I don’t know why I bristle at articles like Steven Hayward’s in The New Criterion. It’s called Conservatives and Higher Ed. Maybe I just don’t see or understand as he sees and understands and that might be my problem. He makes this comment in reference to Max Weber and some form of academic gamble:
Now it’s no longer just a steep hill—more like a rock climb without ropes. Max Weber said over a hundred years ago that “Academic life is an utter gamble.” The odds are getting steadily worse, and if you’re a rational person calculating the odds, you may shy away from a Ph.D. track, or consider non-academic paths as more attractive than academic paths. This probably describes conservatives more than liberals.
What Weber was making reference to was the tenuous position that academics have in attracting students to their courses. They might be fantastic scholars but horrible teachers, and this was a real issue. Hayward would seem to imply, also, that one rank is rational and other isn’t. But this is small beef.
My bigger question throughout the piece goes to definitions. Hayward writes
On the surface you’d think that the pool of conservative students who express satisfaction with higher education would lead more of them toward graduate paths, except for their evident alienation from the liberal dominance of the humanities and social sciences, perhaps along with a perceived higher salience for conservatives on pursuing “practical” professional vocations.
I don’t think it’s interesting to frame liberals and conservatives on a scale of “practicals.”
The larger implication in these kinds of articles is that Academia excludes and that college teaching just isn’t attractive to Conservatives because they either want to make real money or feel alienated or there is some sort of systematic bias against their hire in the Humanities. I think the matter is irrelevant to the core mission of the college.
First of all, how does one read Dickinson? The reader reads the poem. If the reader or scholar is Liberal or Conservative or has two heads, the reader must read the poem, unless the poet is banned for being some sort of radical to establishment ideology. Interlocutors can go from there. Does a political persuasion matter? Maybe, but at least we have the poem to work with. Reading or studying poetry may be implicated as a “narrow” pursuit rather than as grand generalist’s concern for breadth. Hayward’s call to Weaver is just odd. There are plenty of poetry readers who see the larger culture at play. Why Ideas Have Consequences became a Conservative “slogan” is beyond me. He quotes this from Weaver:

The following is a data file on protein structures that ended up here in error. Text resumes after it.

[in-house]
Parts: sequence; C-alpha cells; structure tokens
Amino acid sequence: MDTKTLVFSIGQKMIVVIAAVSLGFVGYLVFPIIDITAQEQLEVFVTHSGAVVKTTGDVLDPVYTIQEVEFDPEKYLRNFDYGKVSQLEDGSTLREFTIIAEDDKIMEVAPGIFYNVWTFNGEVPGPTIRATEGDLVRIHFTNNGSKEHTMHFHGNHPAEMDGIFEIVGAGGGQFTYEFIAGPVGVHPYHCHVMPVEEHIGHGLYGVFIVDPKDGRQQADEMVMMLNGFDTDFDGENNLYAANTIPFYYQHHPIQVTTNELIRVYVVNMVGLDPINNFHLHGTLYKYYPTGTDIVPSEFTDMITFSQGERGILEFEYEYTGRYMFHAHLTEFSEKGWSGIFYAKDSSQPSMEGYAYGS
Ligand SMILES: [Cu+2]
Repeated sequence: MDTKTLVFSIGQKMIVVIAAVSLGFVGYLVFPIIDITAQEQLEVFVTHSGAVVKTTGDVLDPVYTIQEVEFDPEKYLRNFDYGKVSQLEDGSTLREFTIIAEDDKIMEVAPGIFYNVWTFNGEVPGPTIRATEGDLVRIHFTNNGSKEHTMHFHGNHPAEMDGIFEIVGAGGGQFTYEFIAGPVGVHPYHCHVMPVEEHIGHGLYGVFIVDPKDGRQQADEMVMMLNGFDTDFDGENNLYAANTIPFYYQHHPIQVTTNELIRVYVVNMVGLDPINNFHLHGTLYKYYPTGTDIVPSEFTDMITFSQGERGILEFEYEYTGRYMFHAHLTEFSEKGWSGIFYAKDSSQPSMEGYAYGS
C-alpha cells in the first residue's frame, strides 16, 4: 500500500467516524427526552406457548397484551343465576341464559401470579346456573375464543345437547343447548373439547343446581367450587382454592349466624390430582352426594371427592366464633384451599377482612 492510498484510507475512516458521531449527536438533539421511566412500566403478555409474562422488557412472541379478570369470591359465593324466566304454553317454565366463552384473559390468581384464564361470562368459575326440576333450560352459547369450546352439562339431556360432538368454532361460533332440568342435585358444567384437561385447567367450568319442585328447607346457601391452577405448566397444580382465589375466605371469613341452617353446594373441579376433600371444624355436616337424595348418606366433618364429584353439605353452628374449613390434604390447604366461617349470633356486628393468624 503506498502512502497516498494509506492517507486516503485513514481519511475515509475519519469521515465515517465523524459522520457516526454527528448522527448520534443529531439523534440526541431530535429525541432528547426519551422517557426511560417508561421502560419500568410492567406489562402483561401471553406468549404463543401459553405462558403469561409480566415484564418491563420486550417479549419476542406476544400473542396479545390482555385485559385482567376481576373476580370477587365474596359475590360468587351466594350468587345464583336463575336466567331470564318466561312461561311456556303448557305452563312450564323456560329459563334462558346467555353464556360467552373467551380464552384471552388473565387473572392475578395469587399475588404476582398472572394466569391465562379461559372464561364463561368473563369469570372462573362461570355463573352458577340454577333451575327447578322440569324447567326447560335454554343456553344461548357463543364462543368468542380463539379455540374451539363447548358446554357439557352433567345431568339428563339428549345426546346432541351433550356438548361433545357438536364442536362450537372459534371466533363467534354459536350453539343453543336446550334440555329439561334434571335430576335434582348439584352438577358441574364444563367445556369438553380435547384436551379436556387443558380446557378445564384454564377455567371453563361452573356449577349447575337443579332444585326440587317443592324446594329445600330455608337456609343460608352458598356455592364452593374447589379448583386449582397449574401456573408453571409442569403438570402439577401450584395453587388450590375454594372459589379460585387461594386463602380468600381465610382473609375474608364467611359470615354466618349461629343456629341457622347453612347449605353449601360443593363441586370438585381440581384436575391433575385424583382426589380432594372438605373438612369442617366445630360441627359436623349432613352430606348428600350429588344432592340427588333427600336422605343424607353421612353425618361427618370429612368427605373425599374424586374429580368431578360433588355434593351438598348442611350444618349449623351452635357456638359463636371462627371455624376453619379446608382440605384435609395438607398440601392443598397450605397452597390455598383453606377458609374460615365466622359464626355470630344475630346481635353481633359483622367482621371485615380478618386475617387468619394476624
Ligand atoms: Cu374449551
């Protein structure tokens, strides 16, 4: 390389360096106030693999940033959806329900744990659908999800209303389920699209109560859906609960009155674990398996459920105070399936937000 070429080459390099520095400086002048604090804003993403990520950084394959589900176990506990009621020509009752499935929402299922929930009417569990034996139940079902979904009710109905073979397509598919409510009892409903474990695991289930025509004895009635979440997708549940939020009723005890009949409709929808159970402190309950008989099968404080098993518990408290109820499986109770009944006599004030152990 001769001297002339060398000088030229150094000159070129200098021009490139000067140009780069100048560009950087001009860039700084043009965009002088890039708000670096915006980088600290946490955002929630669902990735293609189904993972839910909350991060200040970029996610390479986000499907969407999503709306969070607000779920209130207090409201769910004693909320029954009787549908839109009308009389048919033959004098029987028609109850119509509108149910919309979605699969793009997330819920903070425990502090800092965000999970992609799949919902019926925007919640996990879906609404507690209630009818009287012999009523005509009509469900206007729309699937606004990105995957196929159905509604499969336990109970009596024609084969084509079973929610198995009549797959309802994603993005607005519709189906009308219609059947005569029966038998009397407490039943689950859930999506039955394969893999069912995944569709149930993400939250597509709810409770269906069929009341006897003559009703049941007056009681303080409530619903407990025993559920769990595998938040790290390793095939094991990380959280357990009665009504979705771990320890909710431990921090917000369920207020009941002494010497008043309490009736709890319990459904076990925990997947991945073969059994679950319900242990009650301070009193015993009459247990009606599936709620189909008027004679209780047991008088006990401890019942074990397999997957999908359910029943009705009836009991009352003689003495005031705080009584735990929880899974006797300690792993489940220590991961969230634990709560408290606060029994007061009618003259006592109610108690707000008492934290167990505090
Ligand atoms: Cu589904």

By far the most significant phase of the theory of the gentleman is its distrust of specialization. It is an ancient belief, going back to classical antiquity, that specialization of any kind is illiberal in a freeman. A man willing to bury himself in the details of some small endeavor has been considered lost to these larger considerations which must occupy the mind of a ruler.
Maybe this made sense in 1949, when specialists were studying atoms rather than attending to some requirement of becoming a ruler of something. The larger point matters, sure: we shouldn’t get so caught up in one thing such that the future is shut out and that we forget where we live. But this has very little to do, it seems to me, with who’s the liberal or conservative in the room but with the kinds of questions that might be asked: is a science focused charter school a good idea or is a school that treats all subject in depth the way to go? Artists require focus and serious study, however, and we shouldn’t confuse intense concentration with “narrowness.” Programming is difficult. It takes a lot of study. As in poetry. The person who takes up the guitar will find this out fast.
We just hired a new faculty member in our Humanities department. “We want more liberals around here” never came up as a question.